Postby Elston Gunn » Mon Mar 18, 2013 8:03 pm

worldtraveler wrote:A lot these are actually dream jobs that are incredibly difficult to get (academia, human rights work with the UN, COA clerk, advisor to secretary of state, prestigious PI). Those are probably the most difficult jobs to get for anyone. Much harder than getting V10 big law.

I really don't get the mentality that these people were certainly hoping for more. For most people getting these kind of jobs 2-3 years out of school is next to impossible. Not doing big law doesn't mean you failed. A substantial number of people never wanted it in the first place. It appears a few of these people did eventually go to firms, but they are in the minority.


Some of them definitely are great jobs (international human rights at UN), but some of them probably are not the kind of things these people were imagining doing (tiny firms). For a whole bunch of them, it's impossible to know how happy the person is--it could be what they always dreamed of doing, or a last resort. I'd also bet that some of the COA clerks already had those jobs lined up before they got these fellowships (it's not uncommon to get hired a year out). Similarly, while many of the fellowships are just there to make sure everyone has a job, some of them are genuinely prestigious and hard to get.

ETA: My tone may be a bit overly negative looking at it again. I'd guess the outcomes for those still in PI (which at least include all those who were PI focused) are on average as good or better than the more successful PI people do at even CCN. And these are presumably a group with below average outcomes for HY. I have no way to confirm that though. That said, this group almost definitely included people who'd been deferred and no offered.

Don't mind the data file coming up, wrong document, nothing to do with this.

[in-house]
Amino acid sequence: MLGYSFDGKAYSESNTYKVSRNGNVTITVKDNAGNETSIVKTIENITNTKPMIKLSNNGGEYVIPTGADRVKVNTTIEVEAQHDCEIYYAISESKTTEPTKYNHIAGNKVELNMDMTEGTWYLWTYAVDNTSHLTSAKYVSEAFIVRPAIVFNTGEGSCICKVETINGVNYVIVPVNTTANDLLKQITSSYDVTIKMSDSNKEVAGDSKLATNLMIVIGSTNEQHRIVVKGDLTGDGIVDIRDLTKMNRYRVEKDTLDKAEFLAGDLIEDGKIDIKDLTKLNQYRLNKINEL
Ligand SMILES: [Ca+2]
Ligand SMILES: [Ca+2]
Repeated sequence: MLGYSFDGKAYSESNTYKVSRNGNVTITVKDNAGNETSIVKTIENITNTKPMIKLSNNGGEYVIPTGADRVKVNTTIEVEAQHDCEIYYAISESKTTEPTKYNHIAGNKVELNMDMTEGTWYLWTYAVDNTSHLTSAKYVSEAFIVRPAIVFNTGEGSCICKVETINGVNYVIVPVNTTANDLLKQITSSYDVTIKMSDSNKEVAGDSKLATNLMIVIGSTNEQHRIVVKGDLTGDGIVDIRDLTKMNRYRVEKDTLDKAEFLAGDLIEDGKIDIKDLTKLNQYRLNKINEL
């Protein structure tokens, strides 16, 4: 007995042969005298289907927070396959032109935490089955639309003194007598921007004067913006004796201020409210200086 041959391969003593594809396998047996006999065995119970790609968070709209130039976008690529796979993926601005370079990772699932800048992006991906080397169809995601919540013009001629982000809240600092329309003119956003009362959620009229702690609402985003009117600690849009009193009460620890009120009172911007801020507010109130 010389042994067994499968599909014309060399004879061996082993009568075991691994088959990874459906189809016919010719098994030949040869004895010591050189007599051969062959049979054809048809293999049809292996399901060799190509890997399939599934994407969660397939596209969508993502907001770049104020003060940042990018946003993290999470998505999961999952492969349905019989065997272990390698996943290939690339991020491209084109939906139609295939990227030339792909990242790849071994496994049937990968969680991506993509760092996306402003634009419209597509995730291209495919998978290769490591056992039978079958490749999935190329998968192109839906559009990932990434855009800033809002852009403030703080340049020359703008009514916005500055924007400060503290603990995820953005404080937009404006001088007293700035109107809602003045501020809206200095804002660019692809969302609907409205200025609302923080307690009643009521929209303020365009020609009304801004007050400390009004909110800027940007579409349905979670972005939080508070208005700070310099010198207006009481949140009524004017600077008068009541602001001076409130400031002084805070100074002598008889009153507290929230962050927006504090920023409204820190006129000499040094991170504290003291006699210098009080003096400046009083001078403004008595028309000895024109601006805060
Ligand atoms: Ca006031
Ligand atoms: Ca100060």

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dr123
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Re: Yale and Harvard school funded jobs: Where are they now?

Postby dr123 » Tue Mar 19, 2013 1:05 am

Lagunitan wrote:
dr123 wrote:I'm curious what the background is for the TFA exec director. ED jobs are extremely difficult to get esp w/ limited (less than 5 yrs) Non-profit management experience


My ED had been a lawyer for a few years. He'd been a CM and gone to a T14, but had no non-profit management experience. I think the background required and difficulty of getting the job varies a ton by region - being ED in NYC/LA/etc. probably requires a much stronger non-profit management background than ED of the smaller and/or rural regions. Awesome job either way, though.


hmm, might just depend on the individual/organization. fwiw, i've worked for a number of nonprofits including large urban organizations and rural grassroots orgs and the E.D. has always been a mid-to-late career professional.